From the Editor
Dec 2020

Why Should We See Brain Death as Socially Situated?

Ariane Lewis, MD and Thaddeus M. Pope, JD, PhD
AMA J Ethics. 2020;22(12):E983-985. doi: 10.1001/amajethics.2020.983.


There are 2 ways to determine death: (1) by irreversible cessation of circulatory and respiratory functions, or (2) by irreversible cessation of all functions of the entire brain. While physicians have used circulatory and respiratory criteria for centuries, they only started using neurological criteria in 1968.1 Since then, key ethical questions concerning brain death have become “well settled” and yet have remained “persistently unresolved.”2

This theme issue of the AMA Journal of Ethics examines growing ethical, social, and legal complexities of determining and declaring death by neurological criteria. There are few questions in health care ethics more fundamental than whether a patient is alive or dead. Therefore, it is disconcerting to witness escalating uncertainty and variability surrounding 5 consequential questions. Three concern the identity and legitimacy of medical criteria for determining brain death. Two concern patient management and family decision making.

First, can we confidently identify the generally accepted clinical standards for brain death? Unfortunately, there is significant variability from state to state and from hospital to hospital.3 These differences concern (a) physician qualifications, (b) the number of physicians required to perform a brain death evaluation, (c) prerequisites for a brain death evaluation, (d) clinical evaluation performance, and (e) use of ancillary tests. Without uniformity and consistency, a patient who is determined dead at Hospital A might be determined alive at Hospital B. Such incoherence threatens to undermine public trust and confidence.4

Second, assuming we can identify accepted clinical standards, do these standards actually correspond to death? Patients who are found to be dead using generally accepted standards for death by neurological criteria continue to exhibit some bodily functions (including, in some cases, hypothalamic activity) prior to discontinuation of ventilator support.5 Thus, brain death is not a scientific discovery but rather a socially situated diagnosis.

Third, do generally accepted clinical standards for brain death correspond to legal death? Because the Uniform Determination of Death Act requires irreversible cessation of “all” functions of the “entire” brain,6 yet because hypothalamic function can persist, a gap exists between clinical standards and the more demanding legal standard.7 This question continues to be addressed in state and federal courts.8

Fourth, must clinicians obtain consent to evaluate a patient for brain death? On one hand, since consent is not required for diagnosing death by circulatory and respiratory criteria, one might ask, Why should it “be required for determination of death by neurological criteria?”9 On the other hand, consent is required before clinical procedures, and apnea testing—part of the brain death determination—has some risks.10

Fifth, should religious objections to brain death be honored? Organ support is typically withdrawn after brain death. Some people feel that neurological criteria for death conflict with their religious views.11 What should clinicians do when a family member says a patient would have had religious objections to brain death? Should organ support be continued until death by circulatory and respiratory criteria?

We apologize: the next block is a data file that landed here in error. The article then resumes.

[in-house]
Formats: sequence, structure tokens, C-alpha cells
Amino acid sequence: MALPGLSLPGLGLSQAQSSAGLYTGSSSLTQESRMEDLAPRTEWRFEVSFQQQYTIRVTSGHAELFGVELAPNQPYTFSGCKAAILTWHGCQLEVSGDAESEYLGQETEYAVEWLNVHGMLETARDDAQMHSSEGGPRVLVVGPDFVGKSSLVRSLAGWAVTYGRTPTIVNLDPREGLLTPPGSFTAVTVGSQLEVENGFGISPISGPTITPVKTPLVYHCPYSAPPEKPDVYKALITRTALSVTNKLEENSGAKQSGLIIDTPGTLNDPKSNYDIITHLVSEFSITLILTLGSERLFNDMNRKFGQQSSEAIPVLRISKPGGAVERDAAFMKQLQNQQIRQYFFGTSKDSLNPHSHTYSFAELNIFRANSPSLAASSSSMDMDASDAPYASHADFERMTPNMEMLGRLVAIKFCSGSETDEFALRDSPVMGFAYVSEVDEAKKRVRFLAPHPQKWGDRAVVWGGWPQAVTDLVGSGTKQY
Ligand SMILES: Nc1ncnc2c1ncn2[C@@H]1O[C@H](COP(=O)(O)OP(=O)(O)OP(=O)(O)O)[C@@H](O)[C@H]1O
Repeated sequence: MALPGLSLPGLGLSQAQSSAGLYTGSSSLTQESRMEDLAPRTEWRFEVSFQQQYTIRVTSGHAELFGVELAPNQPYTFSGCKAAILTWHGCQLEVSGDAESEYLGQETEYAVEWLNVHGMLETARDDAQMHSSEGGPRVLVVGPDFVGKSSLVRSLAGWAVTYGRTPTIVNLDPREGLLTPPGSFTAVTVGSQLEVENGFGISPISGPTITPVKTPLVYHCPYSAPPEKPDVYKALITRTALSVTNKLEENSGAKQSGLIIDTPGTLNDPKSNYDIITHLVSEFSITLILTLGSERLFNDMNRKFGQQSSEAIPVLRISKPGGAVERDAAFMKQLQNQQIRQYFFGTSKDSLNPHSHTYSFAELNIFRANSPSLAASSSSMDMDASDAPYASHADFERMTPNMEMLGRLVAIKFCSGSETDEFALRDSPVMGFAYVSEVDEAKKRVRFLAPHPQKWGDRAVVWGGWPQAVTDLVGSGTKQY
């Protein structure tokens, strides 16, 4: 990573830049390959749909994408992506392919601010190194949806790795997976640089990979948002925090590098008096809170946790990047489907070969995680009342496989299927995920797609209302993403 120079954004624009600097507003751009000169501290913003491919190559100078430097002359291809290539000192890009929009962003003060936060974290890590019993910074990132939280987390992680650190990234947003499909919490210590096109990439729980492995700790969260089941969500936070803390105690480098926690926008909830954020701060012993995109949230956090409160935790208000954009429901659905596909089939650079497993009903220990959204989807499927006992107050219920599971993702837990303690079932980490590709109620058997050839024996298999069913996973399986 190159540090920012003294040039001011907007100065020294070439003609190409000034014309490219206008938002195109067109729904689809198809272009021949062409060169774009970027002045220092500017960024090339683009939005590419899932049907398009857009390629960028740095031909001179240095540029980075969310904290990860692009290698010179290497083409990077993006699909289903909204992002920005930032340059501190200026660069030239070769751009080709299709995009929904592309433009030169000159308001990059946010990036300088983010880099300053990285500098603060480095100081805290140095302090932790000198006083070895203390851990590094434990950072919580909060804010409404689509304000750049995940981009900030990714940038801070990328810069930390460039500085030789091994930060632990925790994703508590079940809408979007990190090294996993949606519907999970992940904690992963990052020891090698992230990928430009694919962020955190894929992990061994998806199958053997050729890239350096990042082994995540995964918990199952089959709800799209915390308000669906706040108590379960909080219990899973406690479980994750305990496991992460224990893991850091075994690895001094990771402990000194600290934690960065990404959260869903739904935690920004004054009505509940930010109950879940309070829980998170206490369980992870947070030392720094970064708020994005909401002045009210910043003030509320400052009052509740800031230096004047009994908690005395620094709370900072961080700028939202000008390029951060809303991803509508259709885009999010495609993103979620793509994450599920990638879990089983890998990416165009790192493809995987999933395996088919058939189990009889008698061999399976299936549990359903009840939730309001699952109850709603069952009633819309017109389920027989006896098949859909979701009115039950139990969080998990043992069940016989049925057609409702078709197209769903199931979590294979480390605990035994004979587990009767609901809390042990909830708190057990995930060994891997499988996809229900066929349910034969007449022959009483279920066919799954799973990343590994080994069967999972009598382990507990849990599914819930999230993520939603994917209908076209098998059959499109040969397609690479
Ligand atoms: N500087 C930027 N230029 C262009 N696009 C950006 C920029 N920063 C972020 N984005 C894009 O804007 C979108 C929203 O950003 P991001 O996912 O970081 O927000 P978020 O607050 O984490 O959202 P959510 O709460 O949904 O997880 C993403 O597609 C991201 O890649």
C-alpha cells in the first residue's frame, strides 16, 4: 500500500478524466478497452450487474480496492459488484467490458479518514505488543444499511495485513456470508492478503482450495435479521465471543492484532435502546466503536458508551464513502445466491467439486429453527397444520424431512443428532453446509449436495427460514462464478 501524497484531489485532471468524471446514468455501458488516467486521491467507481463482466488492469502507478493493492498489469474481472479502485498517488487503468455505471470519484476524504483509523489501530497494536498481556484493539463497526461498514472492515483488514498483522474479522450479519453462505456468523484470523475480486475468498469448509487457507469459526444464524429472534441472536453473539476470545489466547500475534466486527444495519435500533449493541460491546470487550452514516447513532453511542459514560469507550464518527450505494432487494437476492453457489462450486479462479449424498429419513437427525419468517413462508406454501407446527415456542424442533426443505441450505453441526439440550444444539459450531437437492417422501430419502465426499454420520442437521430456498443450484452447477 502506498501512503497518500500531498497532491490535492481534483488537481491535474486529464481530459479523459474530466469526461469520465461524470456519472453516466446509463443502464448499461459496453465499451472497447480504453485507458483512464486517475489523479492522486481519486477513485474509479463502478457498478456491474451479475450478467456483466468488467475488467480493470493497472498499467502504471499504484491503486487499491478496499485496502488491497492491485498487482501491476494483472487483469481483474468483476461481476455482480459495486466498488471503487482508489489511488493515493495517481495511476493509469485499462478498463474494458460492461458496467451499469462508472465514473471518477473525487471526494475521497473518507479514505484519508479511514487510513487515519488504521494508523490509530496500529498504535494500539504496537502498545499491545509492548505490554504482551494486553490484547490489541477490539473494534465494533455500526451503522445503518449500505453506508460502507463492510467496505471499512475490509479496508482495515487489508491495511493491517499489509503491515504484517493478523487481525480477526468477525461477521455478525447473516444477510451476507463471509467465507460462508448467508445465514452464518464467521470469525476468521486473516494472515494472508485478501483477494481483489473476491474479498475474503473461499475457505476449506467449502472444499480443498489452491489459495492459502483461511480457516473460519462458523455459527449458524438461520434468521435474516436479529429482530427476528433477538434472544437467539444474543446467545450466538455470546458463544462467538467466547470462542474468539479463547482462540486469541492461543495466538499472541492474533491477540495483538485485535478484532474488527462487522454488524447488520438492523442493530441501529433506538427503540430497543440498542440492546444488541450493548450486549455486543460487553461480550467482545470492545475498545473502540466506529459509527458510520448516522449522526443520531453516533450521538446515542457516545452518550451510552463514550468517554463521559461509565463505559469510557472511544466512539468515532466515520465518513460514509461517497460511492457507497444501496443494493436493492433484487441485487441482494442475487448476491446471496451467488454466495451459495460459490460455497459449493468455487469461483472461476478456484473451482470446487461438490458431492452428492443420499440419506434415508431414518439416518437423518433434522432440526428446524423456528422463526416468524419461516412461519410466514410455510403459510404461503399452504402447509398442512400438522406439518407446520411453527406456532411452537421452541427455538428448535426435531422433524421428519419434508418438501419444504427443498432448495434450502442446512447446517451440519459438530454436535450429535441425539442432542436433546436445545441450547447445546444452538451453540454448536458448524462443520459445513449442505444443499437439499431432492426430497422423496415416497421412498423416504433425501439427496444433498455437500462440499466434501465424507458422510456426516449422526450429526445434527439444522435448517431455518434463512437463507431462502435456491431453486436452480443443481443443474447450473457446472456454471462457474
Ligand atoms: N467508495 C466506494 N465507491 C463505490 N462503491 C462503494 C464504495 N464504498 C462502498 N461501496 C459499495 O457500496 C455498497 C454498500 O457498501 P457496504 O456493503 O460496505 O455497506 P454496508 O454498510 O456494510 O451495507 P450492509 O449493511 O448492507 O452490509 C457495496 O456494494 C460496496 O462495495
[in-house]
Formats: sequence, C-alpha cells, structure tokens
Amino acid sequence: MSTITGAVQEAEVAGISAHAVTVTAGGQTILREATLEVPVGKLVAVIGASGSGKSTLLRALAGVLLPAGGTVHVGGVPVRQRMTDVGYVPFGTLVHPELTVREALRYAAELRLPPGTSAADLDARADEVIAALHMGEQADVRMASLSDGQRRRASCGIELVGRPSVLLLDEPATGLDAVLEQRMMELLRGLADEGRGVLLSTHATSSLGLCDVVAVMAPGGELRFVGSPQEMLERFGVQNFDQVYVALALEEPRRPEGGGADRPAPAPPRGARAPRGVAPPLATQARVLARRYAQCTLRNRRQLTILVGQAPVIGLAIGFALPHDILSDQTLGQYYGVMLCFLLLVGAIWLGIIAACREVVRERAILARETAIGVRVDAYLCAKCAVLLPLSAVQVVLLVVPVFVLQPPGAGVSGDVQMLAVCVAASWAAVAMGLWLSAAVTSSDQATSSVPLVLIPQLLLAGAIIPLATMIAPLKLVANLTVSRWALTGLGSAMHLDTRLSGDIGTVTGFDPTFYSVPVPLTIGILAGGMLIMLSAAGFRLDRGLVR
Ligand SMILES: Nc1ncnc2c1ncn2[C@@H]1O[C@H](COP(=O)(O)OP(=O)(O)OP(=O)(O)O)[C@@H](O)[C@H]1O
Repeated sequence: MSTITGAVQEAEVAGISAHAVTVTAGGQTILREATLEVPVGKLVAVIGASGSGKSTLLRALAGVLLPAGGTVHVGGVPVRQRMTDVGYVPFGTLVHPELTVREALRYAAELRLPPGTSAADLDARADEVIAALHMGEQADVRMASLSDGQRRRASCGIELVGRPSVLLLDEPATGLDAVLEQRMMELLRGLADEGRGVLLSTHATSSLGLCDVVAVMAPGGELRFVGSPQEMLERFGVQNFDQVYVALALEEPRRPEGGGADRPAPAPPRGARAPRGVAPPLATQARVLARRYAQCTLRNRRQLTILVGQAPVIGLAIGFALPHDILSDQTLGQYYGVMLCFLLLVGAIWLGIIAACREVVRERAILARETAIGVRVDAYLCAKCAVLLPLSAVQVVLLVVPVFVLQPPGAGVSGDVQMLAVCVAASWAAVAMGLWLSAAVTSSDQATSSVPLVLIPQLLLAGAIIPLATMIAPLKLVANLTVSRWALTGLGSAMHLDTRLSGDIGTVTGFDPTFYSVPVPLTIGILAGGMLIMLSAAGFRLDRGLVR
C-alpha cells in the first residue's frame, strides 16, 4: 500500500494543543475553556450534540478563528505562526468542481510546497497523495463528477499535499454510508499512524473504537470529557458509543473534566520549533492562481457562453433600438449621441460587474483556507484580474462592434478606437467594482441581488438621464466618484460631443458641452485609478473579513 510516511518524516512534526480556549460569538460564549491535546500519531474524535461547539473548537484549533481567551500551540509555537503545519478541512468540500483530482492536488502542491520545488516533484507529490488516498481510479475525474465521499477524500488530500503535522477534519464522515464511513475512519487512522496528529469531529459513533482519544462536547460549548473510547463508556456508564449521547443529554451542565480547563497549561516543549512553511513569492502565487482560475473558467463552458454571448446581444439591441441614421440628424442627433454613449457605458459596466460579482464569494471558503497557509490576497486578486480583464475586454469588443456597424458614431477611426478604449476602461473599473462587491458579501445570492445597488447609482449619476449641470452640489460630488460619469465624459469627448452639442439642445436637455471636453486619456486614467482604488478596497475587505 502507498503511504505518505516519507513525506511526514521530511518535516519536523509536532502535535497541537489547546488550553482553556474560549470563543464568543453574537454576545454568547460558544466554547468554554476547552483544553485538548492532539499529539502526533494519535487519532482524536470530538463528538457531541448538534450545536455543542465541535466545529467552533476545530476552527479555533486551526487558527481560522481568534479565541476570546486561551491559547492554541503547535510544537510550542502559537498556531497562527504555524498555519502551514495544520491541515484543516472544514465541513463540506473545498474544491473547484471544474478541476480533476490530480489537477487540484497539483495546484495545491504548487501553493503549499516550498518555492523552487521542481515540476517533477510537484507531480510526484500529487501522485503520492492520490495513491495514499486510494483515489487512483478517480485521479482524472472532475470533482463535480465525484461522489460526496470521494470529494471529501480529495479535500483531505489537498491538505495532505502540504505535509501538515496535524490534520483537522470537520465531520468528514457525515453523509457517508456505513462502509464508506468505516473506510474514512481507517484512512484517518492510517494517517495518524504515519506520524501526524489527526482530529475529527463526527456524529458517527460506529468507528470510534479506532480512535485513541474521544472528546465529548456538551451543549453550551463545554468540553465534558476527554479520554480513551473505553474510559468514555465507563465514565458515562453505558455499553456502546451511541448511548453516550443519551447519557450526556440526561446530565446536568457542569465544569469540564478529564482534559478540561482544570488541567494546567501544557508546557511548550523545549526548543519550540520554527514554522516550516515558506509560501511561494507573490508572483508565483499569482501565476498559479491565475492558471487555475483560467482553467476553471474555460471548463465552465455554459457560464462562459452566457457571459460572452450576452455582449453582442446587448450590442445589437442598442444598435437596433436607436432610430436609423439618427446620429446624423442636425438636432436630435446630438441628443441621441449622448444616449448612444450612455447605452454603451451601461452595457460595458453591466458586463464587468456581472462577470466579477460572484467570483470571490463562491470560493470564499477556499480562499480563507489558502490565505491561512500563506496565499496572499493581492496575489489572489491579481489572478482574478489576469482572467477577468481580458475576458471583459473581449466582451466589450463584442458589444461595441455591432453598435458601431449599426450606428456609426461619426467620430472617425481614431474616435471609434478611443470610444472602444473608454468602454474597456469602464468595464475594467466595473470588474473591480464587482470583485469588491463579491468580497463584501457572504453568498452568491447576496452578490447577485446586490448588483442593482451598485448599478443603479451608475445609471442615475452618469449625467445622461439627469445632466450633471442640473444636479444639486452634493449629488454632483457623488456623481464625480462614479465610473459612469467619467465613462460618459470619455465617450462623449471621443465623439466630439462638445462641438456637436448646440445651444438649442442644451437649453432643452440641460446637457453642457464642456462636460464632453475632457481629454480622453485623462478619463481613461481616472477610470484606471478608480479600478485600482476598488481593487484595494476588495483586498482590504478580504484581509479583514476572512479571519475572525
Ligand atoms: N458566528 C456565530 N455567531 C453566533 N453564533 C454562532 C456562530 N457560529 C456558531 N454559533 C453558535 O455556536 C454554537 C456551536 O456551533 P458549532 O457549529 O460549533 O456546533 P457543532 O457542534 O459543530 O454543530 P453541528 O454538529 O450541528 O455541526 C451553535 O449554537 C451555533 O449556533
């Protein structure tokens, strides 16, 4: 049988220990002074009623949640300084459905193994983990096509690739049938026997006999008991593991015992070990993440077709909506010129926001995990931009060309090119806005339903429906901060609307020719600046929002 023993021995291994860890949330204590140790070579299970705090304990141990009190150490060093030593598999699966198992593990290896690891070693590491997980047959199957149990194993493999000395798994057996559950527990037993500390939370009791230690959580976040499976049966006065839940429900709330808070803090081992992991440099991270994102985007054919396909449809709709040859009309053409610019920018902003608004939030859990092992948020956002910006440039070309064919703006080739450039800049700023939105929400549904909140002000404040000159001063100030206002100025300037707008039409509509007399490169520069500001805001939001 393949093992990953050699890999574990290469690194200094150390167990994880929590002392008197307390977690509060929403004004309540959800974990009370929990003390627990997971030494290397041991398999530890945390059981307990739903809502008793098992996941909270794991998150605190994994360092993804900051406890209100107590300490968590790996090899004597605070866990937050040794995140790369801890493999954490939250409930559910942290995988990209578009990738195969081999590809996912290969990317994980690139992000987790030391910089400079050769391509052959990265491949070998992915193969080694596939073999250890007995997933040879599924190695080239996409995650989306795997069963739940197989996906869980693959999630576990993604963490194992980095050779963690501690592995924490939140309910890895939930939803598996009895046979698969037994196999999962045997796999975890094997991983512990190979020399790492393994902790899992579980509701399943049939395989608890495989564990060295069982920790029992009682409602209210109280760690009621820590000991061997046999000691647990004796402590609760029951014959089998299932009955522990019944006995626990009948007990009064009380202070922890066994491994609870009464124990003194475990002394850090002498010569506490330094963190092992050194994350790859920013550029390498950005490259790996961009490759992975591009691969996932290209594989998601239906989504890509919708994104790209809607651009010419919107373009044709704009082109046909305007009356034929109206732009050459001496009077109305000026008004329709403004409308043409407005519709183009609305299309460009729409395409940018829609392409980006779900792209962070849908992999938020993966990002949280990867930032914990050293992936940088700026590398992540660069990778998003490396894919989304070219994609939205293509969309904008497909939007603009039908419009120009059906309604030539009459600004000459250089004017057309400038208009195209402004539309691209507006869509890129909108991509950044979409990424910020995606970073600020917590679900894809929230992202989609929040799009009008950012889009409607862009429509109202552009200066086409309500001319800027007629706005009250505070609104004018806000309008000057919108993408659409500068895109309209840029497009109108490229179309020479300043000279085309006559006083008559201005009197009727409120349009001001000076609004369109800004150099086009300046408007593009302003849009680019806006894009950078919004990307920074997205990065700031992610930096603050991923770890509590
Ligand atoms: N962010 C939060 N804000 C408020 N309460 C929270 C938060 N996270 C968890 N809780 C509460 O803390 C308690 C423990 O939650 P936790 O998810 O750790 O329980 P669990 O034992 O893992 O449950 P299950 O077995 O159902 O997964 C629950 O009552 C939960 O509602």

Contributors to this theme issue consider these and other clinical, ethical, social, and cultural questions about brain death.


  1. Report of the Ad Hoc Committee of the Harvard Medical School to Examine the Definition of Brain Death. A definition of irreversible coma. JAMA. 1968;205(6):337-340.
  2. Truog RD. Brain death: at once “well settled” and “persistently unresolved.” AMA J Ethics. 2004;6(8):357-359.

  3. Greer D, Wang H, Robinson J, et al. Variability of brain death policies in the United States. JAMA Neurol. 2016;73(2):213-218.
  4. Lewis A, Bernat J, Blosser S, et al. An interdisciplinary response to contemporary concerns about brain death determination. Neurology. 2018;90(9):423-426.
  5. Shah S, Truog R, Miller F. Death and legal fictions. J Med Ethics. 2011;37(12):719-722.
  6. National Conference of Commissioners on Uniform State Laws. Uniform Determination of Death Act. Approved 1980. Accessed September 1, 2020.

  7. Lewis A, Bonnie R, Pope T. It’s time to revise the Uniform Determination of Death Act. Ann Intern Med. 2020;172(2):143-144.
  8. Pope TM. Brain death forsaken: growing conflict and new legal challenges. J Leg Med. 2017;37(3-4):265-324.
  9. Lewis A, Greer D. Point: should informed consent be required for apnea testing in patients with suspected brain death? No. Chest. 2017;152(4):700-702.

  10. Truog R, Tasker R. Truog R, Tasker R. Counterpoint: should informed consent be required for apnea testing in patients with suspected brain death? Yes. Chest. 2017;152(4):702-704.
  11. Setta S, Shemie S. An explanation and analysis of how world religions formulate their ethical decisions on withdrawing treatment and determining death. Philos Ethics Humanit Med. 2015;10(1):1-22.

Editor's Note

Background image by Michael Shen.


AMA J Ethics. 2020;22(12):E983-985.



Conflict of Interest Disclosure

Dr Lewis is a member of the World Brain Death Project Steering Committee and the American Academy of Neurology Ethics Law and Humanities Committee. Dr Pope had no conflicts of interest to disclose.

The viewpoints expressed in this article are those of the author(s) and do not necessarily reflect the views and policies of the AMA.